PG&E: When The Dividend Growth Will Resume

| About: PG&E Corporation (PCG)

PG&E Corp. (NYSE:PCG) is a regulated natural gas and electricity utility operating in central and northern California that operates primarily through Pacific Gas and Electric Company, which is a regulated utility. Approximately 22% of its revenue is from gas and the other 78% from electricity sales based on the results from Q2 2011. PCG had about $13.8 billion in revenue in 2010. PCG has a market capitalization of $16.4 billion and an enterprise value of $29.7 billion, suggesting significant leverage. PCG has an inconsistent track record on dividends. From 2000 through the end of 2004, PCG did not pay any dividends. Furthermore, PCG is currently in a period of no dividend growth.

PCG's estimated forward dividend yield is 4.5% based upon a closing price of $41.09 and the author's projected annual dividend of $1.86. The following table shows the estimated forward quarterly dividends as well as the recent historical quarterly dividends.

Historical and Projected Dividends

Type Ex-Dividend Date Quarterly Dividend ($ per share) Change on prior year
Projected 6/28/2012 0.475 4.4%
Projected 3/29/2012 0.475 4.4%
Projected 12/29/2011 0.455 0.0%
Projected 9/28/2011 0.455 0.0%
Historical 6/28/2011 0.455 0.0%
Historical 3/29/2011 0.455 0.0%
Historical 12/29/2010 0.455 8.3%
Historical 9/28/2010 0.455 8.3%
Historical 6/28/2010 0.455 8.3%
Historical 3/29/2010 0.455 8.3%
Historical 12/29/2009 0.420 7.7%
Click to enlarge
Source: Author estimates, Yahoo!Finance

The above table shows that dividend growth was halted in 2011. I assumed that it would resume again at a lower pace in 2 quarters based on the following analysis. Based on the notion of strong net income growth, one should reasonably expect another dividend increase in the near future. Even while the payout ratio is projected to be relatively high for Q4 2011, it is currently and for Q3 2011 projected to be below the recent historical average of about 55%.

Dividends, Payout Ratio and Net Income


Source: SEC filings, Yahoo!Finance for analyst per share estimates for next two quarters to estimate projected quarterly net income available to common, author calculations.

The following graph shows the historical trailing twelve month yield and spread to the 10-year Treasury bond.


Created from data from Yahoo!Finance

The next graph shows the normalized performance of the stock price, the dividend, and the trailing dividend yield.


Created from data from Yahoo!Finance

The above chart shows that PCG has not kept pace with its dividend increases, suggesting that its future growth opportunities are declining relative to earlier periods. This graph also shows that PCG has gone through periods without dividend growth. This should require a discount for future long term growth.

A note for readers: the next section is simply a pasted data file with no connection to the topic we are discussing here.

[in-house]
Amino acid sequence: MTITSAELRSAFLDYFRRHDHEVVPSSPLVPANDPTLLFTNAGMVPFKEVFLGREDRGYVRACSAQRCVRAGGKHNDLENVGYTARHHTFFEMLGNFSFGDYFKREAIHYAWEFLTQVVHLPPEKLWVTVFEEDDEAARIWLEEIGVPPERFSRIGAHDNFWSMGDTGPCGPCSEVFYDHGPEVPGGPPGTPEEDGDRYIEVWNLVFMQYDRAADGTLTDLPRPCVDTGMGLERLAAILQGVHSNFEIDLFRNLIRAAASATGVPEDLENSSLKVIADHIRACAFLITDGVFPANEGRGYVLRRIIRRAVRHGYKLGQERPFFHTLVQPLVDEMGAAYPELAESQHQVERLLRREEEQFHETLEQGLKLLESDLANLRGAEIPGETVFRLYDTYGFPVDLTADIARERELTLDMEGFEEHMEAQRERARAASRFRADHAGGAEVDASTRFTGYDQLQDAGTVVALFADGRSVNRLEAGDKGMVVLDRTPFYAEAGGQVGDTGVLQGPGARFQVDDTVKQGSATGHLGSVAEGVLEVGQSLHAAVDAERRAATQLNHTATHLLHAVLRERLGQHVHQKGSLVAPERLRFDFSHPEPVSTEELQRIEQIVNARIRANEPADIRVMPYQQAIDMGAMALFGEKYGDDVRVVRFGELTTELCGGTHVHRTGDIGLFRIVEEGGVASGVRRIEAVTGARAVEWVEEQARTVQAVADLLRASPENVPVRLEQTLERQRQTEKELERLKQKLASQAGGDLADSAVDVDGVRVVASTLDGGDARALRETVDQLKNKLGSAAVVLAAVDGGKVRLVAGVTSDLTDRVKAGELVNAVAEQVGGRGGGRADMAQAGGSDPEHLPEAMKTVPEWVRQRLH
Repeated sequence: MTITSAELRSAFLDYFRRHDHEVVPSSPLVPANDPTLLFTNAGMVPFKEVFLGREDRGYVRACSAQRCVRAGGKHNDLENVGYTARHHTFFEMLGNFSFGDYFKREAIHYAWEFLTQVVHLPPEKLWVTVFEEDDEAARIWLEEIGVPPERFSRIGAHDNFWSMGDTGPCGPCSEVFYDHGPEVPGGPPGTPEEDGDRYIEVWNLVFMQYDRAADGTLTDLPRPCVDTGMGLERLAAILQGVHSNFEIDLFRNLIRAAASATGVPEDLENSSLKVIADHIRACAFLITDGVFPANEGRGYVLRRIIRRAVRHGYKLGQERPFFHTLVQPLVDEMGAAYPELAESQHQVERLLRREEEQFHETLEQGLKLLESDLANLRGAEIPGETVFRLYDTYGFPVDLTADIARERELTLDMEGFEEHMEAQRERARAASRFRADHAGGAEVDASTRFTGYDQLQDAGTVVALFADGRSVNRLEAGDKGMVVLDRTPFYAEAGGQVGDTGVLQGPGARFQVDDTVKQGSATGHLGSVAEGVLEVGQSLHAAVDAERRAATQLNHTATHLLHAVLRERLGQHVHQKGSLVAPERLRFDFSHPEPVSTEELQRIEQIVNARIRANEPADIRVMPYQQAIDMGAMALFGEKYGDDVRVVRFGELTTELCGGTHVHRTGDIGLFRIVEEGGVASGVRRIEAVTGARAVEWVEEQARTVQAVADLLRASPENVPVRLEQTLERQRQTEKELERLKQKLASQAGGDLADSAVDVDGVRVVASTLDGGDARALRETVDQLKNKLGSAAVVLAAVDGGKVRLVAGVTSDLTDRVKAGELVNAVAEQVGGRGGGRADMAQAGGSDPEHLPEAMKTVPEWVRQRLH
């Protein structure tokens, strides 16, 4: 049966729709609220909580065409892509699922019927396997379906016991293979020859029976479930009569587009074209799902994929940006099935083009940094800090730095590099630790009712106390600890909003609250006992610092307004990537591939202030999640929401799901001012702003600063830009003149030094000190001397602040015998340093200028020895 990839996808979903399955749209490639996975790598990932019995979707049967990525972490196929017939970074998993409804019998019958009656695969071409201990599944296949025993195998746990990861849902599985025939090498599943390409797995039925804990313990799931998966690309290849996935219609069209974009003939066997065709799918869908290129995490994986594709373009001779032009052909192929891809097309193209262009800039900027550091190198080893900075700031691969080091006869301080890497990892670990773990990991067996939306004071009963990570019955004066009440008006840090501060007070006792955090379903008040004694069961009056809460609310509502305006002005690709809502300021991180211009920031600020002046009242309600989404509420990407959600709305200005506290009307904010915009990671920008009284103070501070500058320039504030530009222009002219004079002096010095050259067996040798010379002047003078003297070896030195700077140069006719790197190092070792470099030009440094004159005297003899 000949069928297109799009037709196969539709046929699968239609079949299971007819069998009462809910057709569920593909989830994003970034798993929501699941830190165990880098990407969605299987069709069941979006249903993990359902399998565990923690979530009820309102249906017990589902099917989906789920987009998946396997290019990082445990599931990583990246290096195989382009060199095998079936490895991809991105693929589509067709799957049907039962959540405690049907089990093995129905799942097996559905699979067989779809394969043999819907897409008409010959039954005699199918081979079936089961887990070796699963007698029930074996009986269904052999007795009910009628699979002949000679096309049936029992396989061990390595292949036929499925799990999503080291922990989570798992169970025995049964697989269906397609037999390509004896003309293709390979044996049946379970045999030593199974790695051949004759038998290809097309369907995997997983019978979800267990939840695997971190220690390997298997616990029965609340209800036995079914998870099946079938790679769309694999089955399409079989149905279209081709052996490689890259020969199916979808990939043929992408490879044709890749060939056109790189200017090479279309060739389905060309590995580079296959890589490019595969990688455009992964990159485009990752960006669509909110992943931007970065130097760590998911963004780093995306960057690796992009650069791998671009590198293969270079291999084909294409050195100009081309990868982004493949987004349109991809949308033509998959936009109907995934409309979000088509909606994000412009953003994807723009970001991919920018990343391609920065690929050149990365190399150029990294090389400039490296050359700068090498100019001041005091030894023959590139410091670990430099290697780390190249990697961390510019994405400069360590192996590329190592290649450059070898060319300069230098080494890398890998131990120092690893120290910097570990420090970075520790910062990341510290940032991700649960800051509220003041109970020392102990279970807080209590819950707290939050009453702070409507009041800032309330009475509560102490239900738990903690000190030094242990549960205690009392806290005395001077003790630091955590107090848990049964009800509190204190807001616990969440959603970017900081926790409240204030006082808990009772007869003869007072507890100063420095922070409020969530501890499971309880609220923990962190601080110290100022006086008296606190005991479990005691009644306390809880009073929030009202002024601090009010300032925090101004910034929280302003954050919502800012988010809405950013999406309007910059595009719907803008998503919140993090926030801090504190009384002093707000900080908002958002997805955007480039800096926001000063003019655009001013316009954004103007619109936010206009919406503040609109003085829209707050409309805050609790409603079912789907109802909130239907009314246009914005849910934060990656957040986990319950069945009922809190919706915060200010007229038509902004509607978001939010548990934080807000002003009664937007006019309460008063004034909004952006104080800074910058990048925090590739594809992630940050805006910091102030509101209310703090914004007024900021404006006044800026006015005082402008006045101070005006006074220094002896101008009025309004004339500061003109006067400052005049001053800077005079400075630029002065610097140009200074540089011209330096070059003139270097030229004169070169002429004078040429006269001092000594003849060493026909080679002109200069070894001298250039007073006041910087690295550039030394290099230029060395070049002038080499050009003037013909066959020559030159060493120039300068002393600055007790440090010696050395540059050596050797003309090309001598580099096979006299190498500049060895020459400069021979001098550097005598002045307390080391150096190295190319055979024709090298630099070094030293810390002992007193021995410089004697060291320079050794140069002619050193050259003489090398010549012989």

The first step to using the dividend discount model is to calculate an equity hurdle rate with the Capital Asset Pricing Model. PCG has a beta of .22 and with the risk free rate at a very low 2.2% this gives the discount rate to be a 3.7%. As noted above the forward dividend is approximately $1.86. Applying a long term growth rate of 1% gives an estimated price of $68.18 for PCG, which is about 66% above the current price. The critical concern about future growth for dividends is not whether the forward annualized dividend is slightly higher or lower, but rather if the assumed long term growth rate is justified.

Running DDM in reverse and solving for the growth rate would give a growth rate of -.8%, which might be a little more consistent with PCG stock price declining relative to dividends shown in the previous graph. However, as with any dividend discount model, the price is highly sensitive to growth rate and hurdle rate assumptions.

DDM Sensitivity

Sensitivity Hurdle Rate
Growth Rate 3.7% 4.7% 5.7% 6.7%
-2.0% 32.47 27.65 24.07 21.31
-1.0% 39.34 32.47 27.65 24.07
1.0% 68.18 49.89 39.34 32.47
2.0% 107.64 68.18 49.89 39.34
3.0% 255.49 107.64 68.18 49.89
4.0% NA 255.49 107.64 68.18
Click to enlarge
Source: Author calculations

Looking at the sensitivities, the change from 2% growth to 1% growth results in the loss of approximately 37% of the value of the stock. However, changing the forward annual dividend from $1.86 to $1.82 for no near term growth, would revalue the stock at just $66.72 relative to $68.18 in the base case, a reduction of just 2%.

PCG appears to have a reasonable valuation with an attractive dividend yield of 4.5% on a forward basis or 4.4% on a trailing twelve months basis. If one believes that dividend growth will resume in a consistent way over the long term, then PCG is probably undervalued, even with an increasing interest rate environment.

Disclosure: I have no positions in any stocks mentioned, and no plans to initiate any positions within the next 72 hours.

Disclaimer: This article is for informational and educational purposes only and shall not be construed to constitute investment advice. Nothing contained herein shall constitute a solicitation, recommendation or endorsement to buy or sell any security.